In the early 1980s, Argentina’s air force and navy together represented the most powerful air arm in Latin America. Then came the Falklands War, international sanctions and economic recession. From a peak of more than 400 combat aircraft in ’82, today Buenos Aires can muster fewer than 250 warplanes, few of which are actually serviceable at any moment.
The fighter force has suffered the most. After retiring the last of its supersonic Mirage IIIs in August, the Fuerza Aérea Argentina is left with just 43 subsonic fighters. To rebuild its supersonic fighter capability, Buenos Aires considered buying new Gripens from Brazil, old American F-16s, secondhand Mirage F.1s from Spain and new FC-1s from China before finally settling on 14 used Israeli Kfir Block 60s, priced to move at $350 million including several years of maintenance.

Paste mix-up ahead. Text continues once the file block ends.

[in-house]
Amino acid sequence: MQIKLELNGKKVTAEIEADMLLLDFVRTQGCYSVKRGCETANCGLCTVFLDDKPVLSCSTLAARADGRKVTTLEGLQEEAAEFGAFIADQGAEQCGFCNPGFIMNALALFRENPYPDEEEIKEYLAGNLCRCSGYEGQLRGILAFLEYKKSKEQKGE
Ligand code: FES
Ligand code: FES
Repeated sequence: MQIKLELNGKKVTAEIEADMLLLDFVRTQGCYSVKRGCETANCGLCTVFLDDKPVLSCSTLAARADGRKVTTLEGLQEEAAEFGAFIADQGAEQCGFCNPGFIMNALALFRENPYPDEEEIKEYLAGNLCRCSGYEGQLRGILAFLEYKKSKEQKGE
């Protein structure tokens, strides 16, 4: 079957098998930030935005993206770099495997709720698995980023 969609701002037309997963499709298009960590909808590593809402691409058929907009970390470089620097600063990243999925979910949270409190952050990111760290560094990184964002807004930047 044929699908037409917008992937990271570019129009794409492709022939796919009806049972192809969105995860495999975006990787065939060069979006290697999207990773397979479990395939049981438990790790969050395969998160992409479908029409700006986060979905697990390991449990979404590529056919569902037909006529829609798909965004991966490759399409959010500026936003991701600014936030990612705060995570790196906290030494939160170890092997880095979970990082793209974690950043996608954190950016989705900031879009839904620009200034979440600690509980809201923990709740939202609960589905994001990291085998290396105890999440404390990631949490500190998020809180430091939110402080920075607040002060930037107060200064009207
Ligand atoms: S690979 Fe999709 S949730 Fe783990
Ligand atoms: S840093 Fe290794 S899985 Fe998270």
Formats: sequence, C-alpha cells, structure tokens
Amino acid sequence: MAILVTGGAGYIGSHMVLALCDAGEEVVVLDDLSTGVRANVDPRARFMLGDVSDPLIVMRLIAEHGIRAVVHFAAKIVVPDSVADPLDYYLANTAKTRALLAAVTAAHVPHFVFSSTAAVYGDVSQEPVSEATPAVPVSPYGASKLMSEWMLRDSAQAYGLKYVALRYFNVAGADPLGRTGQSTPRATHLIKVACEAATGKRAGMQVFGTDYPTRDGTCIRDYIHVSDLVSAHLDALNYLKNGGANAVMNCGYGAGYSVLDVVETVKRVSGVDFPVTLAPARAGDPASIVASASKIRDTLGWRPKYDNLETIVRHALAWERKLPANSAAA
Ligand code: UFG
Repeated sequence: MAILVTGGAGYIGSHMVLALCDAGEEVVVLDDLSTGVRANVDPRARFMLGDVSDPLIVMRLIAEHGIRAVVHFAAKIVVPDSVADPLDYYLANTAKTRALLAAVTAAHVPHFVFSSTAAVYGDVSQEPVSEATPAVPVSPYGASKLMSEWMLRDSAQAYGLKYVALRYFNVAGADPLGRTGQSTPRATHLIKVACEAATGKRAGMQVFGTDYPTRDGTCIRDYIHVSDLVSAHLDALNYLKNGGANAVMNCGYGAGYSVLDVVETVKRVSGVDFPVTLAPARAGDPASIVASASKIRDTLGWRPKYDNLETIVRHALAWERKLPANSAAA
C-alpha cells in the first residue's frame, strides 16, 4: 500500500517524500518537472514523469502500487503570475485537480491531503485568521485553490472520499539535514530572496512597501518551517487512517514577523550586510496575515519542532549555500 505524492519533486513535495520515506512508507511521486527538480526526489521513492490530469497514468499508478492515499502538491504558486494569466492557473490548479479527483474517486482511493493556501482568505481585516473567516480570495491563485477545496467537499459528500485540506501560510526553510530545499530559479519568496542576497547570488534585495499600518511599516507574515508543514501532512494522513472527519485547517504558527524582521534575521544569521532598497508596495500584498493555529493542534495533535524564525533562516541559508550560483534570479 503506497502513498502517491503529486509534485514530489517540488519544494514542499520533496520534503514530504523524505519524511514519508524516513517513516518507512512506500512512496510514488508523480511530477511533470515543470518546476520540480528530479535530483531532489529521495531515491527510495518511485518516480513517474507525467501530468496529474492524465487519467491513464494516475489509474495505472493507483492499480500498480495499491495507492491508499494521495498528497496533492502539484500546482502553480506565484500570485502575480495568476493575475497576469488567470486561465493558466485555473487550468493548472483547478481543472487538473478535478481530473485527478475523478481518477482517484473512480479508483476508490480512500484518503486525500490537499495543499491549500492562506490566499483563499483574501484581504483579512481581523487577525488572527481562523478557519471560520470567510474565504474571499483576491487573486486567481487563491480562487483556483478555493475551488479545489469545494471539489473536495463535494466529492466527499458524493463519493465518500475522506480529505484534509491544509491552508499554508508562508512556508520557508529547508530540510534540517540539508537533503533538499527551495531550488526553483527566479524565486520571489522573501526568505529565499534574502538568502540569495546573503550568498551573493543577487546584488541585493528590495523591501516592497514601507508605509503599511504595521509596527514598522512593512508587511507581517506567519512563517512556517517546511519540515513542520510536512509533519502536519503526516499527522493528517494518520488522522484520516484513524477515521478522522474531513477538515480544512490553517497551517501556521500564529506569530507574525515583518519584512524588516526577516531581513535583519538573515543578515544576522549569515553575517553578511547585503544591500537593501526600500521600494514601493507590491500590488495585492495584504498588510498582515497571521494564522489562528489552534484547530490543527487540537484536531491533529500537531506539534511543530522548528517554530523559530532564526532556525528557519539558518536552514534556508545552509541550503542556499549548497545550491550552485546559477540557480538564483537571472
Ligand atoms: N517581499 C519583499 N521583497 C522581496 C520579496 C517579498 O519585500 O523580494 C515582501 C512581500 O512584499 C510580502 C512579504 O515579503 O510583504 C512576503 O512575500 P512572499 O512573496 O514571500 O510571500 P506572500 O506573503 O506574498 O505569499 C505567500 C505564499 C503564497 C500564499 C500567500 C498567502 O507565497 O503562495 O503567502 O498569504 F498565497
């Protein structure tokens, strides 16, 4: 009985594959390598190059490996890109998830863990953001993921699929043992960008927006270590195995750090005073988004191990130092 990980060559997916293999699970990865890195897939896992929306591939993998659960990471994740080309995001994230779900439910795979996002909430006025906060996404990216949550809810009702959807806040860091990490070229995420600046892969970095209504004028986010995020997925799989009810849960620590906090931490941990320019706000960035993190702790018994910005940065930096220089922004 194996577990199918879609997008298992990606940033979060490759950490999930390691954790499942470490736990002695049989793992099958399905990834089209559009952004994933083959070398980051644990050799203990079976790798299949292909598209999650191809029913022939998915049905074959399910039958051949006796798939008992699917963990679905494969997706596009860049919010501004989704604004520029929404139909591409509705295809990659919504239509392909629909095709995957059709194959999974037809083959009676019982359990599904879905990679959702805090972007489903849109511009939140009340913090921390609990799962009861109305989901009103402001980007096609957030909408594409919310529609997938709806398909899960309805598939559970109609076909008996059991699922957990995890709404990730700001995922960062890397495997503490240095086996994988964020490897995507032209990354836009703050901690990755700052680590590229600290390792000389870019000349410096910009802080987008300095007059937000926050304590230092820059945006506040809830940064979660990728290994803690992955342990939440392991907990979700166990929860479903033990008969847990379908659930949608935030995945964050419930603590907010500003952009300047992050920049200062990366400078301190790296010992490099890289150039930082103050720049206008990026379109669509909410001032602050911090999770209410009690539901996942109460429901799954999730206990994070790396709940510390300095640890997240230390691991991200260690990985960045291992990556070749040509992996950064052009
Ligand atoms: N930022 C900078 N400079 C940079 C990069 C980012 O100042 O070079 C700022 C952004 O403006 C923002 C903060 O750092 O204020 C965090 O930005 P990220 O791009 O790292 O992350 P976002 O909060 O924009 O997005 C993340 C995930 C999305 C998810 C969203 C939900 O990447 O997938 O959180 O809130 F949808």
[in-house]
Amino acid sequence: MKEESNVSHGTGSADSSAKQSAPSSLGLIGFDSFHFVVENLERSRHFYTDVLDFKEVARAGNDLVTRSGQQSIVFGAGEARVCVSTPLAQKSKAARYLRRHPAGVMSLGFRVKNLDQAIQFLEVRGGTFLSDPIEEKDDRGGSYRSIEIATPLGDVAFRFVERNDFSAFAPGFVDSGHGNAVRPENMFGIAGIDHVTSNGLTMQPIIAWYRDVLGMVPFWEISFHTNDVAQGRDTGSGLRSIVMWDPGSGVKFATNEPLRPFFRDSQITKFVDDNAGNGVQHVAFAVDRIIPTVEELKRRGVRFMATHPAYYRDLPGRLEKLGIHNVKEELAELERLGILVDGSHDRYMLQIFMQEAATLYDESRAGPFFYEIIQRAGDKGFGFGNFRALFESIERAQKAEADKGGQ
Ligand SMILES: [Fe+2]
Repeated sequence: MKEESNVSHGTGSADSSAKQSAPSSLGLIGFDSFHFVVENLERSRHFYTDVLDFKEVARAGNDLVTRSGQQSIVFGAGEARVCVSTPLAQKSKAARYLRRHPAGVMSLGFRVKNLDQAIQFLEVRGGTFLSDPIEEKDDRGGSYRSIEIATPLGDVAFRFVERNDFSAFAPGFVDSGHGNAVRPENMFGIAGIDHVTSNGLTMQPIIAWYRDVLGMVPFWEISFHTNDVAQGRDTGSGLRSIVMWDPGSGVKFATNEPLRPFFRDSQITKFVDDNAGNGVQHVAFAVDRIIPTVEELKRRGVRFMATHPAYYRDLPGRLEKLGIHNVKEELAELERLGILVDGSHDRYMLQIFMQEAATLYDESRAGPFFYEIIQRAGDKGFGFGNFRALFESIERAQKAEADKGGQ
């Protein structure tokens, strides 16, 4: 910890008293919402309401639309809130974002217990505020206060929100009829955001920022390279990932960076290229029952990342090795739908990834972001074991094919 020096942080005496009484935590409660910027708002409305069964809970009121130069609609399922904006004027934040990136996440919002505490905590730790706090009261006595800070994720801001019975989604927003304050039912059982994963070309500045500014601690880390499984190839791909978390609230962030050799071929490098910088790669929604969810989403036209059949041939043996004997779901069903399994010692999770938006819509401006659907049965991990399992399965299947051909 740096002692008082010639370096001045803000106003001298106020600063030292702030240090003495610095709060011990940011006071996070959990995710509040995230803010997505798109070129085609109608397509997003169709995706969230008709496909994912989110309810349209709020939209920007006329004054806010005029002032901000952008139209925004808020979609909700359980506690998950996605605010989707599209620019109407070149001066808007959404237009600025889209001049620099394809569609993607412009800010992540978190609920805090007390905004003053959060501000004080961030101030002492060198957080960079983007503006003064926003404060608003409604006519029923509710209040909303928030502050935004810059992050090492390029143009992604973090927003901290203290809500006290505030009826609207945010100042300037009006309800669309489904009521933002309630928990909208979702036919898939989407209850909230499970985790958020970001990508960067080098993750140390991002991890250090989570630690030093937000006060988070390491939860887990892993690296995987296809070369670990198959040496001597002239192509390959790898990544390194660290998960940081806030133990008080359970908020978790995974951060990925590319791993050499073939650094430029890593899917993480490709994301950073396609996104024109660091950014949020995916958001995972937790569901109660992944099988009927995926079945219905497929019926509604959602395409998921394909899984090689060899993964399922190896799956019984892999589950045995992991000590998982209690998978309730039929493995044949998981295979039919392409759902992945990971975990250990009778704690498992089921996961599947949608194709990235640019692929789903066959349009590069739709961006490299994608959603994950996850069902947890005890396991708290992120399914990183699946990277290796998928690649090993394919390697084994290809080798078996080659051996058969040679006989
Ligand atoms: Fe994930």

It seemed like the FAA might be on the rebound. But not everyone was happy, especially Brig. Mario Roca, the air force’s number-three officer. According to MercoPress,
Roca argued that the fighters to be supplied by Israel did not have the weapons system and only six of them would be equipped with radars, so he refused to support the deal, which he explained to his commanding officer, Brig. General Mario Callejo, and went home.
And in mid-November, the government froze the deal. Officially, the reason was to allow the next president, to be elected on Nov. 22, to decide whether to continue with the acquisition. But there are other possible explanations, according to MercoPress. “Apparently the Argentine air force questioned several issues, for example the refurbished fighter’s engine is a General Electric J79 and thus U.S. approval is needed for the sale.”
So with the Kfir deal up in the air, the Argentine air force remains … on the ground.